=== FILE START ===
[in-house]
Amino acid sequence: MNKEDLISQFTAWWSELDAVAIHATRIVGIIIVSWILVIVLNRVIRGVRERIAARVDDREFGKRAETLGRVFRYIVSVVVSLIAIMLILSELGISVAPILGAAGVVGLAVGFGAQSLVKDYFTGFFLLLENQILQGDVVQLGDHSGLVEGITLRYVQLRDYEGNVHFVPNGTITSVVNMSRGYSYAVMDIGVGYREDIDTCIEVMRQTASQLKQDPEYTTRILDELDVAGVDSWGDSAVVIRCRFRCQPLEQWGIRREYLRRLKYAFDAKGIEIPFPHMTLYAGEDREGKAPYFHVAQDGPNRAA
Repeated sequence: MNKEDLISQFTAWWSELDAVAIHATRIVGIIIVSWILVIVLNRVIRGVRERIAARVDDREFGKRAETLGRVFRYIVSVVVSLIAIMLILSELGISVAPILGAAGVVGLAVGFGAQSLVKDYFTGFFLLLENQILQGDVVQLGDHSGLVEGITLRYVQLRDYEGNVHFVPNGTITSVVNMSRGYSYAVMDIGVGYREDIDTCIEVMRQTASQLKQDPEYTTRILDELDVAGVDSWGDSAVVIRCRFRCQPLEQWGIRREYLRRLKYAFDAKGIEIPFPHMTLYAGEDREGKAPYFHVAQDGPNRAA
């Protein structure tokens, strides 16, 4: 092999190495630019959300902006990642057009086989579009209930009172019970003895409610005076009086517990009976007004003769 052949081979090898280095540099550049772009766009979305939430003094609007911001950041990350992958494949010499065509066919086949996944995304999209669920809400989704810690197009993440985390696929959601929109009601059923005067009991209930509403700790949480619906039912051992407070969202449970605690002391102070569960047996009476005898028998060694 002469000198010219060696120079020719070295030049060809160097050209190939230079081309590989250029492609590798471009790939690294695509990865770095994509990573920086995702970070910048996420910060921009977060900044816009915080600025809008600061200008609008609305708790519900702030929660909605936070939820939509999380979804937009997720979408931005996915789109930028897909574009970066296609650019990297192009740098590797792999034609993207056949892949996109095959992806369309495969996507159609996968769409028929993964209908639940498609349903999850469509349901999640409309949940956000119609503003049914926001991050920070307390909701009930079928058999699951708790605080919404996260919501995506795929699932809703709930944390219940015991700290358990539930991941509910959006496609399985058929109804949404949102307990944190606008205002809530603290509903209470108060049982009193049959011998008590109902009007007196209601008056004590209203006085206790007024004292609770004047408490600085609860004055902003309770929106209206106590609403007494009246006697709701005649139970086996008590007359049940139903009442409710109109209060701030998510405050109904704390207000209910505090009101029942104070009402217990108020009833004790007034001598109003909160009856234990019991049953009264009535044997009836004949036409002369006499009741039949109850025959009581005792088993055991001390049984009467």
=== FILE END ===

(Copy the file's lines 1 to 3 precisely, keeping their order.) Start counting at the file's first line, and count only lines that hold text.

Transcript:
[in-house]
Amino acid sequence: MNKEDLISQFTAWWSELDAVAIHATRIVGIIIVSWILVIVLNRVIRGVRERIAARVDDREFGKRAETLGRVFRYIVSVVVSLIAIMLILSELGISVAPILGAAGVVGLAVGFGAQSLVKDYFTGFFLLLENQILQGDVVQLGDHSGLVEGITLRYVQLRDYEGNVHFVPNGTITSVVNMSRGYSYAVMDIGVGYREDIDTCIEVMRQTASQLKQDPEYTTRILDELDVAGVDSWGDSAVVIRCRFRCQPLEQWGIRREYLRRLKYAFDAKGIEIPFPHMTLYAGEDREGKAPYFHVAQDGPNRAA
Repeated sequence: MNKEDLISQFTAWWSELDAVAIHATRIVGIIIVSWILVIVLNRVIRGVRERIAARVDDREFGKRAETLGRVFRYIVSVVVSLIAIMLILSELGISVAPILGAAGVVGLAVGFGAQSLVKDYFTGFFLLLENQILQGDVVQLGDHSGLVEGITLRYVQLRDYEGNVHFVPNGTITSVVNMSRGYSYAVMDIGVGYREDIDTCIEVMRQTASQLKQDPEYTTRILDELDVAGVDSWGDSAVVIRCRFRCQPLEQWGIRREYLRRLKYAFDAKGIEIPFPHMTLYAGEDREGKAPYFHVAQDGPNRAA